In the longer-run, Cooper-Scruggs seems well-positioned to thrive and continue making an impact on her community. Getting her degree in education has made her even more passionate about sharing her love of food. “I believe that I can combine both my skills as a cook and baker, and use them to teach others how to create healthy meals and desserts,” she says. “My hope is to have Sugar Queen Bakery as my business, while using teaching to give back to the community.”
Food and Education in Times of Crisis:
A Bridging Classroom & Community Dialogue
Presented by the Leadership in Edible Education Program
at Antioch University Seattle & EduCulture
Thursday, April 23, 2020, 4-5 p.m.
How do we wrestle with the paradox we are currently experiencing at the cross roads of food supply and kitchen literacy when “(O)ur food distribution networks are under siege. At the same time, food is proving stressful for people who are not used to cooking for themselves” (New York Times 3-18-20)? How do we hold space for the constraints we are experiencing with our food system and supply while creatively addressing short and long term solutions for food and education?
With millions of students at home, schools struggling to create an on-line learning system, and parents struggling to feed and educate their children during a time of crisis, there are significant opportunities emerging for edible education and kitchen literacy on the home front and solutions for making our local-regional food community more relevant in a time of crisis and more durable and resilient for the future.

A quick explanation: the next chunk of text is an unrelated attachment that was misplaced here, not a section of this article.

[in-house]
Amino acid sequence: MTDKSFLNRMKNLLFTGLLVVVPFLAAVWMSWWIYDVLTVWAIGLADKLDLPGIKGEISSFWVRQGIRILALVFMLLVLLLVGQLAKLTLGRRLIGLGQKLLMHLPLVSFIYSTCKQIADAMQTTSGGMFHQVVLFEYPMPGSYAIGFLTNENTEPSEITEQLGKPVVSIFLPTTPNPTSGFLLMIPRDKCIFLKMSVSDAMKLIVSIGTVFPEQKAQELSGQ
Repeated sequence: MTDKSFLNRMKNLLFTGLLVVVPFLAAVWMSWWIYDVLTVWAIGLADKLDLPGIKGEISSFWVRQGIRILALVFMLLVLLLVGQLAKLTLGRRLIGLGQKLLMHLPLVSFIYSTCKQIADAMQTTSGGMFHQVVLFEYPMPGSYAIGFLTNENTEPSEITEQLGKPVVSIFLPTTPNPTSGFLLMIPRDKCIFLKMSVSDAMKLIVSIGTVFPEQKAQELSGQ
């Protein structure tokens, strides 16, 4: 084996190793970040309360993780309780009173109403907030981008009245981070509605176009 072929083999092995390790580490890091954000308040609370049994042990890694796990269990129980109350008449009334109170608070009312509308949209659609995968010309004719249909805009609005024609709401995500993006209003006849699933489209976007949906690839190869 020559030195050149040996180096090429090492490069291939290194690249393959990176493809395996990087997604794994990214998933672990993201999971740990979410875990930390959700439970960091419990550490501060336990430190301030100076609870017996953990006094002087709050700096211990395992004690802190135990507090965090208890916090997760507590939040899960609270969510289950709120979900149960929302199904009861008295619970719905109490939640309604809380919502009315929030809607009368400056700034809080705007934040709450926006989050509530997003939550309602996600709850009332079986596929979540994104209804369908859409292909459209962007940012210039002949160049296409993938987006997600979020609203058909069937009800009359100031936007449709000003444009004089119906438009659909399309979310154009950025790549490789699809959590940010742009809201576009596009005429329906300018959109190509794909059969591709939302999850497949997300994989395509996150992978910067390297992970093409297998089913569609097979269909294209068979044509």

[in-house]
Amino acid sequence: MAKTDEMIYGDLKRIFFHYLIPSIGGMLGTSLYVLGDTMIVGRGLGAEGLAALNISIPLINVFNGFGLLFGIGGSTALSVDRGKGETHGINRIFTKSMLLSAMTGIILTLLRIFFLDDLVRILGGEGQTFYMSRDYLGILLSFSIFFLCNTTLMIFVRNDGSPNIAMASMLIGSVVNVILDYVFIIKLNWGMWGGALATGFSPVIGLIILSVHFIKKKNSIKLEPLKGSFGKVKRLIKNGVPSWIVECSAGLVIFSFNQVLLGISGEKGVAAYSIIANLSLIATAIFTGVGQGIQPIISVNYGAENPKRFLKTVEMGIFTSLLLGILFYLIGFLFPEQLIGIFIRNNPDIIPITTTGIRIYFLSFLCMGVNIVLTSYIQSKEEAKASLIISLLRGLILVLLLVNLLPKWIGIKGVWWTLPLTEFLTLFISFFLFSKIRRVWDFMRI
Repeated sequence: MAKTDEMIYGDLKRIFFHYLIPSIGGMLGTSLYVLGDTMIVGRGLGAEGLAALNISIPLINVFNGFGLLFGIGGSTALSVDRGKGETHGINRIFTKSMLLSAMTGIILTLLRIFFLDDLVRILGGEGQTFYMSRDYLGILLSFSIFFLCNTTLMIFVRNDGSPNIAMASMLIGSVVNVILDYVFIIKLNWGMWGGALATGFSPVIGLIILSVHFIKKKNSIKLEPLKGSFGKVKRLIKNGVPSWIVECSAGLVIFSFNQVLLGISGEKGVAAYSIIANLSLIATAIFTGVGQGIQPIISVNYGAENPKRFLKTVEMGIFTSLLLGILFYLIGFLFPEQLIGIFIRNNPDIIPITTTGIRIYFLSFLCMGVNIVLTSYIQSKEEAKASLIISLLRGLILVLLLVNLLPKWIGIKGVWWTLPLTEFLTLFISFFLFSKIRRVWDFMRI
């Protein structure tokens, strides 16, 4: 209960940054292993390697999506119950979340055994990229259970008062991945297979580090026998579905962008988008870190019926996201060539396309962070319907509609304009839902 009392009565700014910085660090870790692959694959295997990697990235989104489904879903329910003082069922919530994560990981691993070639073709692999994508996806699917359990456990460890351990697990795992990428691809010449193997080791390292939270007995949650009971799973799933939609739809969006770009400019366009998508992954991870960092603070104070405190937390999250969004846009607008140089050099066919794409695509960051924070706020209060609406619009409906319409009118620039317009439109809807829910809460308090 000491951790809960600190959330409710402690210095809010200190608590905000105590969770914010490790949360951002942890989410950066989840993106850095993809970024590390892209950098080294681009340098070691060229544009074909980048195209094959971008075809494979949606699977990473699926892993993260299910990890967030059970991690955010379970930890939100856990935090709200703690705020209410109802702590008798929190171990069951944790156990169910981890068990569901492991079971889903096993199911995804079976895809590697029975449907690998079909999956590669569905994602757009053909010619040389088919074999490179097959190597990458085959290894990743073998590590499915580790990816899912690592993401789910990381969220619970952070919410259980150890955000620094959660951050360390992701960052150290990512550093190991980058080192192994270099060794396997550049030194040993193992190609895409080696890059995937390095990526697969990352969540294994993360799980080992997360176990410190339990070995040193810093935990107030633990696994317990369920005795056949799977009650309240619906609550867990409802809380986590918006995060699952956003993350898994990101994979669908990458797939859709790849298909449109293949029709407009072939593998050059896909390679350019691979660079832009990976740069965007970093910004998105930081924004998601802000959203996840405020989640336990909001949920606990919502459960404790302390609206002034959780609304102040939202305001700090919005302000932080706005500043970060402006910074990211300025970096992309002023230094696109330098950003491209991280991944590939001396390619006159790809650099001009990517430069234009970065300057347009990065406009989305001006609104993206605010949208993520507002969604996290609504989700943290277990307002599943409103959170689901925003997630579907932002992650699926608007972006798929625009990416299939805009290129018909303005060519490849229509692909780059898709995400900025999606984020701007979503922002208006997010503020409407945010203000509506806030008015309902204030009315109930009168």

Join us for a virtual dialogue via Zoom hosted by Antioch University Seattle, facilitated by Leadership in Edible Education faculty & Director Jonathan Garfunkel and feature program alumni and instructors. The dialogue will address the current COVID-19 crisis and its impact on our food systems. Among other topics, we will discuss the constraints to our food system and supply while also imagining creative solutions for a more durable and resilient future. Guests will include local food practitioners, helping to initiate this on-line dialogue.
ONLINE VIA ZOOM – Link and information will be sent prior to meeting date
To Register for this Free Event, visit: https://www.antioch.edu/continuing-education/course/SE%20LEE%201000_30283078/
Putting Food on the Table and Fostering Connections with School Gardens